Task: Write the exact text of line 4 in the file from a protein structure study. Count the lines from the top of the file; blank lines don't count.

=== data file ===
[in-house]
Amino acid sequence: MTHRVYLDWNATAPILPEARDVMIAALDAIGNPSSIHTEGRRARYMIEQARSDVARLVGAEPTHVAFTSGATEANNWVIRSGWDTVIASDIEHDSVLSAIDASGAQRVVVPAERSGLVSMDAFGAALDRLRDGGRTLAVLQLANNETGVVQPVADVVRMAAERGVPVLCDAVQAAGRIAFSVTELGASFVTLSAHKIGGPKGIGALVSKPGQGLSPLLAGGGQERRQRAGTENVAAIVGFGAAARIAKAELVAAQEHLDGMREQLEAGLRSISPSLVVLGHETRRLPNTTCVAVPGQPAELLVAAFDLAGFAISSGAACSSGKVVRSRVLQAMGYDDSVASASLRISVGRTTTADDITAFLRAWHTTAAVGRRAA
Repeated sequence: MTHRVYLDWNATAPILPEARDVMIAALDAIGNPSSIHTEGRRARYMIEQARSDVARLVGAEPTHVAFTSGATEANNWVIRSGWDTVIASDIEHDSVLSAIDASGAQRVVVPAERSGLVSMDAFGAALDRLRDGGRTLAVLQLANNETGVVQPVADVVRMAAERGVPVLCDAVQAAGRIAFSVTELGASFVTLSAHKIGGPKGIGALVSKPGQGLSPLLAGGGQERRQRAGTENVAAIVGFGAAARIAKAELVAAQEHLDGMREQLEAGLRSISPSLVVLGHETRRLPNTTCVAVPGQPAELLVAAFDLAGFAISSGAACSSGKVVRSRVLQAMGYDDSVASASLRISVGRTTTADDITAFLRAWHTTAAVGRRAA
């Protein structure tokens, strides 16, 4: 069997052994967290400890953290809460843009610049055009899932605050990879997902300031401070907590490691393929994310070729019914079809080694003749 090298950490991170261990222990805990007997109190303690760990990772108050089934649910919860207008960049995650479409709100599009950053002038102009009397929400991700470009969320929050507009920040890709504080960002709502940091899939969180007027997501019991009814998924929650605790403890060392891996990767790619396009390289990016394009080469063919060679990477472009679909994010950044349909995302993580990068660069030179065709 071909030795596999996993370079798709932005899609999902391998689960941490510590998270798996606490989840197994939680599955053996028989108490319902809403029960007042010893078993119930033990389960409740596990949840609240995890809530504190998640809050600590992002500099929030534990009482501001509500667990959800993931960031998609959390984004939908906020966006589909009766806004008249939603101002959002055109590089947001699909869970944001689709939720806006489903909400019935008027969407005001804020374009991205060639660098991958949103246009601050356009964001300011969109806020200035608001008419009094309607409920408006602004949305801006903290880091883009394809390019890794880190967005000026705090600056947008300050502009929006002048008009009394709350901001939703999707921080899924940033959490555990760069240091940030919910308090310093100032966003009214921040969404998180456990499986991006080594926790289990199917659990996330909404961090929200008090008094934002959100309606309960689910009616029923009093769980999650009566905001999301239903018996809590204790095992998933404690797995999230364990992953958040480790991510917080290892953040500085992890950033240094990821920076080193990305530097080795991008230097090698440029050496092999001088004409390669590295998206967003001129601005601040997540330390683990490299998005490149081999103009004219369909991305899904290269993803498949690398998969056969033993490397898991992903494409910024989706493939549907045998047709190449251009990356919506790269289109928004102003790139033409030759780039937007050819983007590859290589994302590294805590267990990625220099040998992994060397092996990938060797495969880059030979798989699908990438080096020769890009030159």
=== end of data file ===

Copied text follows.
């Protein structure tokens, strides 16, 4: 069997052994967290400890953290809460843009610049055009899932605050990879997902300031401070907590490691393929994310070729019914079809080694003749 090298950490991170261990222990805990007997109190303690760990990772108050089934649910919860207008960049995650479409709100599009950053002038102009009397929400991700470009969320929050507009920040890709504080960002709502940091899939969180007027997501019991009814998924929650605790403890060392891996990767790619396009390289990016394009080469063919060679990477472009679909994010950044349909995302993580990068660069030179065709 071909030795596999996993370079798709932005899609999902391998689960941490510590998270798996606490989840197994939680599955053996028989108490319902809403029960007042010893078993119930033990389960409740596990949840609240995890809530504190998640809050600590992002500099929030534990009482501001509500667990959800993931960031998609959390984004939908906020966006589909009766806004008249939603101002959002055109590089947001699909869970944001689709939720806006489903909400019935008027969407005001804020374009991205060639660098991958949103246009601050356009964001300011969109806020200035608001008419009094309607409920408006602004949305801006903290880091883009394809390019890794880190967005000026705090600056947008300050502009929006002048008009009394709350901001939703999707921080899924940033959490555990760069240091940030919910308090310093100032966003009214921040969404998180456990499986991006080594926790289990199917659990996330909404961090929200008090008094934002959100309606309960689910009616029923009093769980999650009566905001999301239903018996809590204790095992998933404690797995999230364990992953958040480790991510917080290892953040500085992890950033240094990821920076080193990305530097080795991008230097090698440029050496092999001088004409390669590295998206967003001129601005601040997540330390683990490299998005490149081999103009004219369909991305899904290269993803498949690398998969056969033993490397898991992903494409910024989706493939549907045998047709190449251009990356919506790269289109928004102003790139033409030759780039937007050819983007590859290589994302590294805590267990990625220099040998992994060397092996990938060797495969880059030979798989699908990438080096020769890009030159």